Just as Abdurraqib was finding his way back to the center, attending his very first Afropunk in 2009, James Spooner was already on the outskirts of his own festival. Living in LA and with little to no involvement in the creation of Afropunk 2008, the first iteration of the festival to have corporate sponsors, Spooner and Morgan's relationship began to unravel.
"The selfish part of me that made Afropunk was because I am an artist and I never respected myself as a party promoter," says Spooner. "I found myself right back in being a party promoter and I used to get into these big arguments with Matthew."
The arguments ranged from questions of corporatizing the festival — which, by 2008, was drawing thousands — to where they should draw the lines on "black," "punk," and "rock" when booking bands. Spooner claims Morgan wanted to bring in more prominent acts with black members who weren't necessarily frontmen or women while, at the same time, revamping the Afropunk website so there was less emphasis on the film. (Today, the Afropunk lineup remains overwhelming black, while the site's popular message board is less prominently featured.)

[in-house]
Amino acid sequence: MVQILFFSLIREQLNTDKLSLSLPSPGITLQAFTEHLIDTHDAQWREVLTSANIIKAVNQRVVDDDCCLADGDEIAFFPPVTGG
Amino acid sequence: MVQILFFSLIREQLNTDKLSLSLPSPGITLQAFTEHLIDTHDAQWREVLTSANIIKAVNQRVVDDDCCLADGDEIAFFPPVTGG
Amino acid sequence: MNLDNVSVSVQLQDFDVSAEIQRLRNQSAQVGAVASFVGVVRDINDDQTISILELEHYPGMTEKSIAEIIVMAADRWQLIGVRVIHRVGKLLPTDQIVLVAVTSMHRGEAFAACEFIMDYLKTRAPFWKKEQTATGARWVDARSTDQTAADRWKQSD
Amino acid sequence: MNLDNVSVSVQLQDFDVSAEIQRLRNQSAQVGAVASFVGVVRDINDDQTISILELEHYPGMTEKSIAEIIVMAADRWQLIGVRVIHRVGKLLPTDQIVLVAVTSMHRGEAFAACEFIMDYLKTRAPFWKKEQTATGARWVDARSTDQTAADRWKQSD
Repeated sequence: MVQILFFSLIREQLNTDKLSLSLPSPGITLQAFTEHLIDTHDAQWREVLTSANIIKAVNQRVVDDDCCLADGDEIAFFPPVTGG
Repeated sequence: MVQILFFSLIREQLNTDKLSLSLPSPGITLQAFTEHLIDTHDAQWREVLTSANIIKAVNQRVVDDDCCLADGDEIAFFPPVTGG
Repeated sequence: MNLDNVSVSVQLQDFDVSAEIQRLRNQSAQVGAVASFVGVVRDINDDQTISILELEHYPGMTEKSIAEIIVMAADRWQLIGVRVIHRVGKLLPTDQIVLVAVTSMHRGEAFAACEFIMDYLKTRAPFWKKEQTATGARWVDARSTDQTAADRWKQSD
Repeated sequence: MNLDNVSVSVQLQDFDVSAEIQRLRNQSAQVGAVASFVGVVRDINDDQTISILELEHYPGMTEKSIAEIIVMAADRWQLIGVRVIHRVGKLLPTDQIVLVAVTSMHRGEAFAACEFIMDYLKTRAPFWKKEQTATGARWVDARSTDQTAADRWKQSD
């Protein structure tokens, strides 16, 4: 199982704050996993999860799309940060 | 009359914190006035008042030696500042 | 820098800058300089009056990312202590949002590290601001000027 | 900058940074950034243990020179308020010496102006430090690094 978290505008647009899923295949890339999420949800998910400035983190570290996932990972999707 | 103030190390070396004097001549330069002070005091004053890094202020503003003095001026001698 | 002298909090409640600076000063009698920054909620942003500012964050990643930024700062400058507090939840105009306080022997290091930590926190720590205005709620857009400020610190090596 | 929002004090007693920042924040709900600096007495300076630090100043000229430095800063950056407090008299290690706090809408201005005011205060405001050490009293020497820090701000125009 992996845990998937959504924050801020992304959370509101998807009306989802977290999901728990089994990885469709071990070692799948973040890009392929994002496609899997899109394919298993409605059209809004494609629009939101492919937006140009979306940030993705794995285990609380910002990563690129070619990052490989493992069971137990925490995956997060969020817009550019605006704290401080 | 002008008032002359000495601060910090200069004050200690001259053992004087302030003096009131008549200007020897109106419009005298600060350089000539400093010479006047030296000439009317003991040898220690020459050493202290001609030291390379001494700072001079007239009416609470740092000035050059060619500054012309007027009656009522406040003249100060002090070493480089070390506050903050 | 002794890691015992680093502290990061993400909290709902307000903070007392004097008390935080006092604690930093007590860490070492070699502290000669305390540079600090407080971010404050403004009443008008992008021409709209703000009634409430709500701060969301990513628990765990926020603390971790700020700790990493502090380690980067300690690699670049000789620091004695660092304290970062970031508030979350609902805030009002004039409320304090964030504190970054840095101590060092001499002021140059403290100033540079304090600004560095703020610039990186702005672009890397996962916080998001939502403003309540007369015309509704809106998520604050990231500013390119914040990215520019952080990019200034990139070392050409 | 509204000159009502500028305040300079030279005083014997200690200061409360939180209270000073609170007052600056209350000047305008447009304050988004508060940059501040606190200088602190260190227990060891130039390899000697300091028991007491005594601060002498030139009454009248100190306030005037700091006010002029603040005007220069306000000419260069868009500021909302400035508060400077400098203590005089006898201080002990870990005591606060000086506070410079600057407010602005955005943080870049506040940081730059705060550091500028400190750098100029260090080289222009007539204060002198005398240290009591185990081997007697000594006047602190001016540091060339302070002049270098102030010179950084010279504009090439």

The final straw, for Spooner at least, seemed to be the performance of anti-gay track "Boom Bye Bye" by an Afropunk act at the 2008 gathering. Incensed, Spooner climbed onstage and interrupted the set and pointed out the festival's large LGBT+ contingent. Morgan was livid; Spooner was out.
"I wanted things to be small and authentic," explains Spooner. "And it was just like all these things were happening where we were just definitely going in different directions."
He's the first to admit that he left Afropunk on a sour note, adding that if we'd spoken in the last few years, he would have "spewed out a bunch of shit." Part of that, Spooner says, is because he still gets pulled into the ever-churning waters of Afropunk, be it through Facebook messages blaming him for the festival's current direction (admission is no longer free), or interview requests by journalists, or moving essays on the lasting power of Afropunk.